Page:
Exhibition of letters shows Muslim collaboration in the British Army during World War I

Exhibition of letters shows Muslim collaboration in the British Army during World War I

On Armistice Day, Dr. Islam Issa, Professor of English Literature at the University of Birmingham, has unveiled in an exhibition of the British Muslim Heritage Center, hundreds of personal letters discovered more than 100 years ago where he leaves see what at least 885,000 Muslims were recruited by the allies (especially for the British Army) during the First World War.

After tracing thousands of personal letters, historical archives, regimental diaries and census reports, Issa has highlighted the experiences of Indian soldiers, who have shared in these letters their impressions of England compared to their home country.

«The police are to be commended. If one of them raises a hand, it doesn't matter if the others are rich or poor, they all stay put until the police say otherwise.", wrote A. Ali in one of those letters.

In other, the same author talks about a store in London: «We visited a store where 2,000 men and women were working and everything could be bought. There is no need to ask the price of anything as it is written all over«.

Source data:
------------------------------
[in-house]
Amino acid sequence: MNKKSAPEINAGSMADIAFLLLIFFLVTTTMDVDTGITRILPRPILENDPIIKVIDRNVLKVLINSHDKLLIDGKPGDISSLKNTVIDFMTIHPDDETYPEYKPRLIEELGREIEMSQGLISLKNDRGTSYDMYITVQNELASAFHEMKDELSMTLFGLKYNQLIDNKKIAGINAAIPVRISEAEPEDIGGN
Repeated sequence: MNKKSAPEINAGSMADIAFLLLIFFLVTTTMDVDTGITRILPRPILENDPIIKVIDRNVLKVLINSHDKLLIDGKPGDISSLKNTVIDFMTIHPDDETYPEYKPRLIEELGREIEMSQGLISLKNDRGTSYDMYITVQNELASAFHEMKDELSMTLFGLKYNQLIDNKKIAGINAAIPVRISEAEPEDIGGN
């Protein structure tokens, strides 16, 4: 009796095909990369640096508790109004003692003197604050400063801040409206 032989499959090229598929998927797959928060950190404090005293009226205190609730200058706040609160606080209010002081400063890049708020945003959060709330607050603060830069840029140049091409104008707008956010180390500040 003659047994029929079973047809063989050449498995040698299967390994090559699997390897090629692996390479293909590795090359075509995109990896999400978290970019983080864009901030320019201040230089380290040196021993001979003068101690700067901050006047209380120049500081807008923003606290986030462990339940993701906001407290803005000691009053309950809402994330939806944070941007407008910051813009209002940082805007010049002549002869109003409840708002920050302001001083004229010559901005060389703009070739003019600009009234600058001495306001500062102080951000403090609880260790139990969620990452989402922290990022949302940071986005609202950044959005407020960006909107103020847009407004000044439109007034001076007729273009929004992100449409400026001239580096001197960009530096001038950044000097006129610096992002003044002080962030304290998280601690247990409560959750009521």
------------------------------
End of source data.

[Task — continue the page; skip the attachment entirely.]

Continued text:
In the same letter recounts his experience on the London Underground: «then we went on the underground train, which was a strange and wonderful experience for us. They call it the subway train«.

During his research, Issa found that 1.5 million Indians and 280,000 Algerians, Moroccans and Tunisians fought for the allies during World War Ias well as soldiers recruited from other parts of Africa.

When I decided to look at the soldiers' letters, I expected to find a very bleak outlook from the war. Of course that is what I have encountered many times, but often, the letters were about individual experiences and very normal. About very human things, "he explained.

“These anecdotes certainly helped shape my narrative. While there is no major narrative about the war as a whole, the personal and human narrative is probably much more striking. Whatever their ideology or stance, we see that these Muslim soldiers were individual human beings, and as a result, they were making sacrifices on that human level.

This exhibition is also complemented by a virtual library, lessons and a set of tools for schools, being the first long-term exhibition of its kind dedicated exclusively to the contribution and sacrifices of the Muslim community during the First World War.

Here you can access all the information about the "Forgotten Soldiers" of World War I.

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